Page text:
RAIN

Risk Adjustment In Neurocritical care

Status: Published

What was this study about?

Traumatic brain injury (TBI) is a leading cause of death and disability worldwide. It has been recommended that patients with a severe TBI should be managed within a neuroscience centre. Currently, many (particularly those who do not require surgery) are neither treated in, nor transferred to one. A combination of geography, bed availability, local variation and clinical assessment of prognosis can often determine the location of critical care for adult patients with TBI.

Risk prediction models are tools which can be used to predict the risk of a specific outcome, such as severe disability. They could be used to assist healthcare professionals to make decisions about a patient’s care.  A number of risk prediction models for TBI exist. The aim of the RAIN Study was to consider available risk prediction models for TBI and to use the best model to evaluate the best location to treat adult patients with a TBI. It also considered whether transfer to a neurosciences centre would be more beneficial and cost-effective.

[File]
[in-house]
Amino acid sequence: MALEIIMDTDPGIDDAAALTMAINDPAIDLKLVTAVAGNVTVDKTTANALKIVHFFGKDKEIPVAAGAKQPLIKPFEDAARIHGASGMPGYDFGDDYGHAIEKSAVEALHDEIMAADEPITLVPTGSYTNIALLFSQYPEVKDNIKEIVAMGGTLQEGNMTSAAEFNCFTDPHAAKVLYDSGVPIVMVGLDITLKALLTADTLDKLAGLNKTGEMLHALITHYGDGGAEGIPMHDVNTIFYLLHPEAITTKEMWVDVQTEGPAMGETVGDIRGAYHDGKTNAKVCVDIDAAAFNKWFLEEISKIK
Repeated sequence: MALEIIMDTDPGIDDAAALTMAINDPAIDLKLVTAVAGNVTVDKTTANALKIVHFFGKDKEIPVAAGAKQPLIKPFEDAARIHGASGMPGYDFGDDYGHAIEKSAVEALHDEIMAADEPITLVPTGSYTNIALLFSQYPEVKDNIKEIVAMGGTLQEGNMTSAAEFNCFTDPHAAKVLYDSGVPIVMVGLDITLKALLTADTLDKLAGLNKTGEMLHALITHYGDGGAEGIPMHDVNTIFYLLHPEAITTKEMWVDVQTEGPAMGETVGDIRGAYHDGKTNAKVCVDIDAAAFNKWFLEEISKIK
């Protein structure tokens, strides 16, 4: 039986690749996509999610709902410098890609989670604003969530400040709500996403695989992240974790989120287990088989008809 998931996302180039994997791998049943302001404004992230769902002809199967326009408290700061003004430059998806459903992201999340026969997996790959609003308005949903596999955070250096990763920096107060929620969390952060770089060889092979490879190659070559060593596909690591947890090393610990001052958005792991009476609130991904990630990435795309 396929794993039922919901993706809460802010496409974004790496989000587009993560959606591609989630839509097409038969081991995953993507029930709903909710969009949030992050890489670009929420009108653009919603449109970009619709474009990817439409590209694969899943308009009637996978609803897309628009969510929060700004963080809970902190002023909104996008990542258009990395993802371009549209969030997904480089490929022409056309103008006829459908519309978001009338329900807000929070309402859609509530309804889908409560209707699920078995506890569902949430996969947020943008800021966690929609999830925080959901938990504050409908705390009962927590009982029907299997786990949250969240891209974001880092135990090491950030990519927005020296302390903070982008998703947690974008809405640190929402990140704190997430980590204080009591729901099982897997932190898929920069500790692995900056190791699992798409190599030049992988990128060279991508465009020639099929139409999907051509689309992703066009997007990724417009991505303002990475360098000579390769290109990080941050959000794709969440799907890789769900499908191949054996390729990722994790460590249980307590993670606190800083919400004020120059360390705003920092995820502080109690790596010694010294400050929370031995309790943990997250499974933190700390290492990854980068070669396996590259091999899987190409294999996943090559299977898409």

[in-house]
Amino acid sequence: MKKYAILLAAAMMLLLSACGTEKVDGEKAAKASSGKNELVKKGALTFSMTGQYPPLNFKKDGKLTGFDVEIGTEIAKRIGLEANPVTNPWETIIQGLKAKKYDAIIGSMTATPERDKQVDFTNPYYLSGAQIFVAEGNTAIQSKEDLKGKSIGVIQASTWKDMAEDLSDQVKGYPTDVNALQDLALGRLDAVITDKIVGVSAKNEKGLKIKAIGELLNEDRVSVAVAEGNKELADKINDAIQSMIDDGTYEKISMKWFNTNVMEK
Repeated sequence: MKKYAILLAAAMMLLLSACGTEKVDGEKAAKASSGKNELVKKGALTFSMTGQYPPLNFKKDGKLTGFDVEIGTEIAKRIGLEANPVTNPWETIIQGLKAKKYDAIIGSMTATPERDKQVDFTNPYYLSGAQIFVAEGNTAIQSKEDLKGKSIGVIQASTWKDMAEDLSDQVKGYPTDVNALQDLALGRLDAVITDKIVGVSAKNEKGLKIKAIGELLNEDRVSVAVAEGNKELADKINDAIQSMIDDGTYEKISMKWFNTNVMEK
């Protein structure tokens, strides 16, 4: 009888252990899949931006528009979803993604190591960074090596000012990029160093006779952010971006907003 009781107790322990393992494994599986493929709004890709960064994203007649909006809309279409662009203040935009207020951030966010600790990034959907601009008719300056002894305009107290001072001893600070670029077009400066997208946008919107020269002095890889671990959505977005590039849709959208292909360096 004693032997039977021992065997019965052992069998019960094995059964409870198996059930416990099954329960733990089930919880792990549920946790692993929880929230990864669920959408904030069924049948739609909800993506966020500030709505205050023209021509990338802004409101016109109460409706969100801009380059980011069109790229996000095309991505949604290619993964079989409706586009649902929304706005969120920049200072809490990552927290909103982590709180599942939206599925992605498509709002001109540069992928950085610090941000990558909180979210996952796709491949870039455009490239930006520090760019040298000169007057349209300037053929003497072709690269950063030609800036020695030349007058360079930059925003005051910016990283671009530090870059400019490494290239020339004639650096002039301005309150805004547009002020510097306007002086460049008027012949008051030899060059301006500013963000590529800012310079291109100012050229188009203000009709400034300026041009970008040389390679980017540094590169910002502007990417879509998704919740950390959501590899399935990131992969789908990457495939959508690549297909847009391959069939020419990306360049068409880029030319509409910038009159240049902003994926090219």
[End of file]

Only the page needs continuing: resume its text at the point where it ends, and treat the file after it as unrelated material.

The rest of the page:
67 UK adult critical care units took part in the study and collected data on 3626 patients with a TBI between July 2009 and March 2011. The patients were followed up six months after their initial TBI.

This study used data from the Case Mix Programme

What did the study find?

The most common causes of TBI were road traffic accidents (33%), falls (47%) and assault (12%). Patients were generally  young (average age 45 years) and the majority (76%) were male.  Information was obtained for 81% of patients at six months. Overall, 61% of patients either did not survive or had severe disability at six months.  

The existing risk prediction models fell below the level required to guide individual patient decision-making, but are still useful in research. The results of the study support current recommendations that all patients with a severe TBI would benefit from transfer to a neurosciences centre, regardless of the need for surgery. We recommend further research to improve risk prediction models. 

Who led the study?

Dr David Harrison, ICNARC

The study was funded by the National Institute for Health Research – Health Technology Assessment Programme (Project: 07/37/29)